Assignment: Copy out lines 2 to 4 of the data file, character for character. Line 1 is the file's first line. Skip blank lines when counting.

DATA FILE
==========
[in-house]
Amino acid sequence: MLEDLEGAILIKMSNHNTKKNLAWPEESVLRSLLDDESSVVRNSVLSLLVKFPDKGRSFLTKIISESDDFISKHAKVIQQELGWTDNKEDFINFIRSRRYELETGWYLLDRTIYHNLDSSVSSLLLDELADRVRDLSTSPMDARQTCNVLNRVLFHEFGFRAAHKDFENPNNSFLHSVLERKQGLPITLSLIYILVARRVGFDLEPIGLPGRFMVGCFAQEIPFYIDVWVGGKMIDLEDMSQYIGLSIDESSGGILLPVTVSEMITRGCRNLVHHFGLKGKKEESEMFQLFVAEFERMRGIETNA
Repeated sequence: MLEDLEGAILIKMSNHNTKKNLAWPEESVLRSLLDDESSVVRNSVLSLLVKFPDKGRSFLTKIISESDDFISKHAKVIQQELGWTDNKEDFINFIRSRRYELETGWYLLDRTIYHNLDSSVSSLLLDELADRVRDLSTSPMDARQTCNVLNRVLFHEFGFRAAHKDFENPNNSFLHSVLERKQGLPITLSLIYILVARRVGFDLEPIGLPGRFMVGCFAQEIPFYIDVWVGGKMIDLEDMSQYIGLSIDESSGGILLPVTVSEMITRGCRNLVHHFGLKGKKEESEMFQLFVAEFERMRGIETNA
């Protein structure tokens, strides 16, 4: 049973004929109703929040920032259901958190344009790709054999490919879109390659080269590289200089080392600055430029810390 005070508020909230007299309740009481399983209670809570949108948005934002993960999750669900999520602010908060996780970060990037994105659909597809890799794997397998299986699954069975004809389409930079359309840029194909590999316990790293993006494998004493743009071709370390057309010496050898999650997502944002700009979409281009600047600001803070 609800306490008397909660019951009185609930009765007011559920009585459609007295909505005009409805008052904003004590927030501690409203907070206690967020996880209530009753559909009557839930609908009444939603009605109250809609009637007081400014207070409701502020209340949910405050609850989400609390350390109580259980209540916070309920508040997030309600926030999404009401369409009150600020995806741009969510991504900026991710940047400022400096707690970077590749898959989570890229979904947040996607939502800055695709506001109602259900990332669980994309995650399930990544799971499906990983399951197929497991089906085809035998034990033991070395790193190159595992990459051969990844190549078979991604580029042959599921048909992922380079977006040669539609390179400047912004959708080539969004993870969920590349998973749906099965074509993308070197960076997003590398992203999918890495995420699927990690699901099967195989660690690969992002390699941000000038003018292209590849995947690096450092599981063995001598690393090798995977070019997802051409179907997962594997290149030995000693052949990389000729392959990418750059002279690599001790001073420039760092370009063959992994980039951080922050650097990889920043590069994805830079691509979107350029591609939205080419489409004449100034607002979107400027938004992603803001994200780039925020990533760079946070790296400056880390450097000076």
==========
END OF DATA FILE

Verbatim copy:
Amino acid sequence: MLEDLEGAILIKMSNHNTKKNLAWPEESVLRSLLDDESSVVRNSVLSLLVKFPDKGRSFLTKIISESDDFISKHAKVIQQELGWTDNKEDFINFIRSRRYELETGWYLLDRTIYHNLDSSVSSLLLDELADRVRDLSTSPMDARQTCNVLNRVLFHEFGFRAAHKDFENPNNSFLHSVLERKQGLPITLSLIYILVARRVGFDLEPIGLPGRFMVGCFAQEIPFYIDVWVGGKMIDLEDMSQYIGLSIDESSGGILLPVTVSEMITRGCRNLVHHFGLKGKKEESEMFQLFVAEFERMRGIETNA
Repeated sequence: MLEDLEGAILIKMSNHNTKKNLAWPEESVLRSLLDDESSVVRNSVLSLLVKFPDKGRSFLTKIISESDDFISKHAKVIQQELGWTDNKEDFINFIRSRRYELETGWYLLDRTIYHNLDSSVSSLLLDELADRVRDLSTSPMDARQTCNVLNRVLFHEFGFRAAHKDFENPNNSFLHSVLERKQGLPITLSLIYILVARRVGFDLEPIGLPGRFMVGCFAQEIPFYIDVWVGGKMIDLEDMSQYIGLSIDESSGGILLPVTVSEMITRGCRNLVHHFGLKGKKEESEMFQLFVAEFERMRGIETNA
């Protein structure tokens, strides 16, 4: 049973004929109703929040920032259901958190344009790709054999490919879109390659080269590289200089080392600055430029810390 005070508020909230007299309740009481399983209670809570949108948005934002993960999750669900999520602010908060996780970060990037994105659909597809890799794997397998299986699954069975004809389409930079359309840029194909590999316990790293993006494998004493743009071709370390057309010496050898999650997502944002700009979409281009600047600001803070 609800306490008397909660019951009185609930009765007011559920009585459609007295909505005009409805008052904003004590927030501690409203907070206690967020996880209530009753559909009557839930609908009444939603009605109250809609009637007081400014207070409701502020209340949910405050609850989400609390350390109580259980209540916070309920508040997030309600926030999404009401369409009150600020995806741009969510991504900026991710940047400022400096707690970077590749898959989570890229979904947040996607939502800055695709506001109602259900990332669980994309995650399930990544799971499906990983399951197929497991089906085809035998034990033991070395790193190159595992990459051969990844190549078979991604580029042959599921048909992922380079977006040669539609390179400047912004959708080539969004993870969920590349998973749906099965074509993308070197960076997003590398992203999918890495995420699927990690699901099967195989660690690969992002390699941000000038003018292209590849995947690096450092599981063995001598690393090798995977070019997802051409179907997962594997290149030995000693052949990389000729392959990418750059002279690599001790001073420039760092370009063959992994980039951080922050650097990889920043590069994805830079691509979107350029591609939205080419489409004449100034607002979107400027938004992603803001994200780039925020990533760079946070790296400056880390450097000076």